What to Expect from the BOE’s Rate Decision
The BOE is facing a somewhat unique problem that could lead to a divided vote on policy when it meets tomorrow. And that could send a confusing signal to the markets, leading to unexpected moves in Forex. Here’s why 25, 50 and 75 basis points are all up for discussion:
The tortoise didn’t beat the hare
The BOE was the first bank to start tightening during this cycle, leading to some speculation that the UK could handle the inflation situation better than its peers. However, other central banks, and in particular the Fed, hiked much faster and quickly overtook the BOE. The plodding pace of rate hikes didn’t blunt the steady rise in inflation, leading the UK to have some of the lowest real yields among the majors. Naturally, this contributed to the pound becoming weak, and it touched decades low levels against the dollars.
A weak currency only exacerbates inflationary pressures, as imported goods (or goods priced in dollars, such as natural gas and oil) increase in price even more. Finally, at the last meeting, the BOE decided to hike rates by 50 basis points, leaving the rate at 1.75 compared to 2.5 in the US.
The unique situation
Inflation was expected to continue to rise through the rest of the year, potentially peaking at 14%. This would necessitate the BOE to take aggressive action, despite warning of an impending recession. At that point, inflation was already in double digits, also something not seen in decades.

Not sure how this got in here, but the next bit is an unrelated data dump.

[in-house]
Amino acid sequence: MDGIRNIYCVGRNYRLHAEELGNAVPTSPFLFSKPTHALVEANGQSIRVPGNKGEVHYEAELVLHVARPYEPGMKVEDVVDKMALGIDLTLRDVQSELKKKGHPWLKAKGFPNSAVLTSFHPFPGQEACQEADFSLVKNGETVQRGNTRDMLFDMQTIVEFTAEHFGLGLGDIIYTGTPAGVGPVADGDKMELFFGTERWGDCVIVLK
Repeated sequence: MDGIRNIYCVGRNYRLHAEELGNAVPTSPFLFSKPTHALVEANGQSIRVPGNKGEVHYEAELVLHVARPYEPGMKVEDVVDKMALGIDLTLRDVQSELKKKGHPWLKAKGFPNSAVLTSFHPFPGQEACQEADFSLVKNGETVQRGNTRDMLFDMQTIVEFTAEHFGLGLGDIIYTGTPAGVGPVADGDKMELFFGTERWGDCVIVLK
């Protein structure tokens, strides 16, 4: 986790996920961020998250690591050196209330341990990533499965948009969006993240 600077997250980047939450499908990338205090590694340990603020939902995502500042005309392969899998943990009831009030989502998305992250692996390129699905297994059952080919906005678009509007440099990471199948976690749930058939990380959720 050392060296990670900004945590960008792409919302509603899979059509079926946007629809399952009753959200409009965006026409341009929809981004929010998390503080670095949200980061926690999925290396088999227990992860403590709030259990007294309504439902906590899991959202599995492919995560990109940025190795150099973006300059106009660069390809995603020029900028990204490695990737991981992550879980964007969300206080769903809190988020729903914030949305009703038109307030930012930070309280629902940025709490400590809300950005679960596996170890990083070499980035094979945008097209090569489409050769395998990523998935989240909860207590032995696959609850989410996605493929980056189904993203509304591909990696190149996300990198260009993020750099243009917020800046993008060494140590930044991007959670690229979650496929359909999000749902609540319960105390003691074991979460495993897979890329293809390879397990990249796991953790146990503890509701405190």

Then the new PM announced a program to cap energy prices. And this is where things get really complicated. For starters, the exact details of the plan won’t be known until Friday. On the one hand, increased government spending could lead to higher inflation. On the other, capping prices for energy, particularly for businesses, would likely contribute to slowing the headline inflation rate.
What about the BOE
The thing is, the BOE cares about the core rate; that is, the amount of inflation without the high variability caused by energy and food prices. Headline inflation has already come down a bit, but core inflation continues to rise. But, how much of that core inflation is due to the effects of increased energy prices affecting transportation and operating costs? Some of that effect could then be mitigated by the government’s price cap. But, again, we don’t have all the details; and the BOE will have to decide based on the information it has now.
That’s why there is an argument that the BOE doesn’t need to keep hiking as aggressively, since inflation could be mitigated by slower economic growth and government action. This could be the position of Tenreyo, who dissented last time, voting for a 25 bps hike. And she could do that again this time.
Some BOE members potentially voting for 75bps, particularly if the Fed goes for the full percentage point later today. Thus, there could be a three-way split in the vote. Most economists expect that 50bps will win out in the end. But how the market could react likely will depend on the vote split, and how much the board inclines towards either 25 or 75bps.